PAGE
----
"I go to an additional appointment to the doctor, a standard procedure to check my uterus for obstructions that could make it hard for me to get pregnant. Take some ibuprofen afterwards, the doctor advises, and I do, and I go to my office and am overcome an hour later by cramping so excruciating I assume this must be what it feels like to go into labor."
Once your eggs have developed sufficiently, you will be sedated, either with local or general anesthesia, and your eggs will be collected with a needle inserted through the vagina and into each ovary. The procedure usually takes about 20 minutes.
Following the procedure, you might experience cramping, vaginal bleeding, and pelvic discomfort. At this point, you can either freeze your eggs, or have them fertilized and freeze the embryos. You can also move right into IVF with your fertilized eggs.
Unless, like in Edelstein’s case, not enough eggs survive the process to be used: “Five days later we have the results. Eleven eggs were retrieved. But only two of them survive until the fifth day, which is how long they have to grow before they can be biopsied for the genetic testing, which is the whole reason we’re doing IVF in the first place..."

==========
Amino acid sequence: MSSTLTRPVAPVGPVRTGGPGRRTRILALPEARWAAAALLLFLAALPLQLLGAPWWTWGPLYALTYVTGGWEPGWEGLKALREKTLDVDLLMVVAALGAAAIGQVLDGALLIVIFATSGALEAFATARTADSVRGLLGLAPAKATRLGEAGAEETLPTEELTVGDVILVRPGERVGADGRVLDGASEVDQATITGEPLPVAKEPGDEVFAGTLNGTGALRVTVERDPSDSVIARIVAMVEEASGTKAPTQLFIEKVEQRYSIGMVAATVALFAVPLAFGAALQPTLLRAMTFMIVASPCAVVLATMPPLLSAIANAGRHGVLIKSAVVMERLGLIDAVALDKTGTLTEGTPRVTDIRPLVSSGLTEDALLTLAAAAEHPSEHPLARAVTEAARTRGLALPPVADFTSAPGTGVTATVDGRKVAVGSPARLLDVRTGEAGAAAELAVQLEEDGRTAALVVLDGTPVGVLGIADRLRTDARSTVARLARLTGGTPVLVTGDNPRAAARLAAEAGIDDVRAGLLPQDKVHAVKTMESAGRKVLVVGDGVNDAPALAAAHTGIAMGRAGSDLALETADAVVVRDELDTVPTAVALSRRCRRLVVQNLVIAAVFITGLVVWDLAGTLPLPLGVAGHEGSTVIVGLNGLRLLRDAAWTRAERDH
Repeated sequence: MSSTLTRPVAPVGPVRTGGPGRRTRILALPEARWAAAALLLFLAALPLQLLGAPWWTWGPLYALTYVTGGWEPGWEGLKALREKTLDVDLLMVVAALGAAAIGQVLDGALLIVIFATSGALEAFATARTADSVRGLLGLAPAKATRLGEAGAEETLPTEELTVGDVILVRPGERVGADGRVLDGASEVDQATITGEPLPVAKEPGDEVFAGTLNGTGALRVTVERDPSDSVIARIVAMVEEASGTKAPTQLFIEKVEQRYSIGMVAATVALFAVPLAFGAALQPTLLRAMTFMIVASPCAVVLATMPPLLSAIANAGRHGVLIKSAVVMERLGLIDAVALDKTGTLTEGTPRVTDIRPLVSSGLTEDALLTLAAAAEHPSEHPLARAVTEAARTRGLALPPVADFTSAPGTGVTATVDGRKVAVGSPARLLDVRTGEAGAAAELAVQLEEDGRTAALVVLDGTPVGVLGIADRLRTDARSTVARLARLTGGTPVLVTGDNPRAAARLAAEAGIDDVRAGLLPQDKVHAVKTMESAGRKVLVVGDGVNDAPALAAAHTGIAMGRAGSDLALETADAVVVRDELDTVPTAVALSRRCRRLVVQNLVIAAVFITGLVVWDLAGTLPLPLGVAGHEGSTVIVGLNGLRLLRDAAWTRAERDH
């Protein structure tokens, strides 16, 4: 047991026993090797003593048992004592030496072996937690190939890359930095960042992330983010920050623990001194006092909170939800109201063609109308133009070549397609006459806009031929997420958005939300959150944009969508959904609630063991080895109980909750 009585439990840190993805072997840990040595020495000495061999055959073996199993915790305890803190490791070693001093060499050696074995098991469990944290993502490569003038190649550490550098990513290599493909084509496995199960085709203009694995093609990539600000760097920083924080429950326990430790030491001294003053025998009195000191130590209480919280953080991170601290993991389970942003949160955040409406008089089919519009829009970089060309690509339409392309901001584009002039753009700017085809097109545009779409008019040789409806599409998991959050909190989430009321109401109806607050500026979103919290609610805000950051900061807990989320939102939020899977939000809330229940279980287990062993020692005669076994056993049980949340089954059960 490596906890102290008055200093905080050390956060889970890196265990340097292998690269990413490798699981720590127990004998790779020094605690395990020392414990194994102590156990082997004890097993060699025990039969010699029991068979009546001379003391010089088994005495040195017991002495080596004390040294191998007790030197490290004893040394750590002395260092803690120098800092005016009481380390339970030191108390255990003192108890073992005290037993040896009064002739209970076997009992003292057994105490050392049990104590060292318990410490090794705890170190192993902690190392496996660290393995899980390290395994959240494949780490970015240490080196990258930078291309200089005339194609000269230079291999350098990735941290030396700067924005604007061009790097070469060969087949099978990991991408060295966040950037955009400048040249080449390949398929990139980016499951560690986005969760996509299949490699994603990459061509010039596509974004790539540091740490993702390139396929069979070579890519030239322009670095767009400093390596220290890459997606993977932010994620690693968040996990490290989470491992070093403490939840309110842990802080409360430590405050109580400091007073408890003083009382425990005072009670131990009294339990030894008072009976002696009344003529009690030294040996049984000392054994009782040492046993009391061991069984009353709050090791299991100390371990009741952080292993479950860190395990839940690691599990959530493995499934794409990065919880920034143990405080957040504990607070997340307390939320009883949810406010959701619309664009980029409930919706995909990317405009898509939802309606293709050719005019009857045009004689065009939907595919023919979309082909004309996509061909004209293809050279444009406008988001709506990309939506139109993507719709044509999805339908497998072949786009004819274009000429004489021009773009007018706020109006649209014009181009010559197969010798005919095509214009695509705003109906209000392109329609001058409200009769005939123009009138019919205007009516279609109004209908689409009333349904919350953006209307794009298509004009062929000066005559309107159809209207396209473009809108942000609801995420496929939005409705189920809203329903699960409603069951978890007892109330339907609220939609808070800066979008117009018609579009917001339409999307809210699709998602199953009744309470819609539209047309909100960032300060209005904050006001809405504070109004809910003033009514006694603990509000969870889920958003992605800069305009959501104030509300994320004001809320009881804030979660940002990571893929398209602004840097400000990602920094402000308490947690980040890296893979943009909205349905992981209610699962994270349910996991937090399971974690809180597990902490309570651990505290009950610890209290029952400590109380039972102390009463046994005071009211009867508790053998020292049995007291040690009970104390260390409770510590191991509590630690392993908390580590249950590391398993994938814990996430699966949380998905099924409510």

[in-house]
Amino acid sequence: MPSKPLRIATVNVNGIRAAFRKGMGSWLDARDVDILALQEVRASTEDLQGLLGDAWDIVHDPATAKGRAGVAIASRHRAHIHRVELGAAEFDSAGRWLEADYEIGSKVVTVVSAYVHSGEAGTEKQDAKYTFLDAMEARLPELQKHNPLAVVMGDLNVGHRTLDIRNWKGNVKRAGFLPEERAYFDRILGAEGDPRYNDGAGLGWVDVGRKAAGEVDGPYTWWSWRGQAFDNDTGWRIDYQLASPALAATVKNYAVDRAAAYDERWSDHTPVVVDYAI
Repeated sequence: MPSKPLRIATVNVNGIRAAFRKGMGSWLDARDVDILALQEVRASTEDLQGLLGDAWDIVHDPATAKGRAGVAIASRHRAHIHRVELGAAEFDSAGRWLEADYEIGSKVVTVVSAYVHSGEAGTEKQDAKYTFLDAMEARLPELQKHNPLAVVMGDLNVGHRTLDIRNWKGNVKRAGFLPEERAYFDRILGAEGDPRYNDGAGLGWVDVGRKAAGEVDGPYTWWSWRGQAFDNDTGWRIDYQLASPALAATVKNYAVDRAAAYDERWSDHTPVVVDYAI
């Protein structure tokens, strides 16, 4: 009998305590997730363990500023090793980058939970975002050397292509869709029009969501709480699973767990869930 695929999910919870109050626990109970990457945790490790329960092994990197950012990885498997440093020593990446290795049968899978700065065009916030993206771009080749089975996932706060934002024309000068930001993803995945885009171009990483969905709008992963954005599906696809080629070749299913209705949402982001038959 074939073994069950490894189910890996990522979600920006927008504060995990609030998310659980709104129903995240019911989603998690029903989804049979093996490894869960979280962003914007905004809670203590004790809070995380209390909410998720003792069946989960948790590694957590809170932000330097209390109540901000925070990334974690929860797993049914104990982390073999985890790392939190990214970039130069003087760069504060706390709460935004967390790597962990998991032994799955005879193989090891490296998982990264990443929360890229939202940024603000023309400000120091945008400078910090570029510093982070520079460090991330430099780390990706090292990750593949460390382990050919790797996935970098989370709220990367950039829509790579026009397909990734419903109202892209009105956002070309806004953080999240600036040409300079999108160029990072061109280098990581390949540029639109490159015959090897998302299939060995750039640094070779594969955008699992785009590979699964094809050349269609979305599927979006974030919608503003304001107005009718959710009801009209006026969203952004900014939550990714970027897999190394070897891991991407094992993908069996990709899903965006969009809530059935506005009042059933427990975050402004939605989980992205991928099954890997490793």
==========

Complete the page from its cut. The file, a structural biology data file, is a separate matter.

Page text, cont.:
"Two embryos is not enough. I feel despondent. I thought that we were halfway through the process, but now we’re back at the beginning. In the days since the retrieval, the effects of the withdrawal from the hormones are worse than the ones I had from the injections: I’m doughier than ever, exhausted, depressed.”
If harvesting enough eggs was successful and you’re moving to IVF, an egg or two will be selected a few days after being harvested. You will be given progesterone to prepare the lining of your uterus. The embryo transfer procedure is done without anesthesia and takes about 15 minutes. It involves inserting a speculum and a small plastic tube through the vagina. You’ll then need to wait about two weeks before taking a pregnancy test.
IVF’s Discouraging Success Rate
Ok, let’s say you’ve spent the money and survived the emotional rollercoaster of both freezing your eggs and IVF. What are your chances of seeing those two pink lines?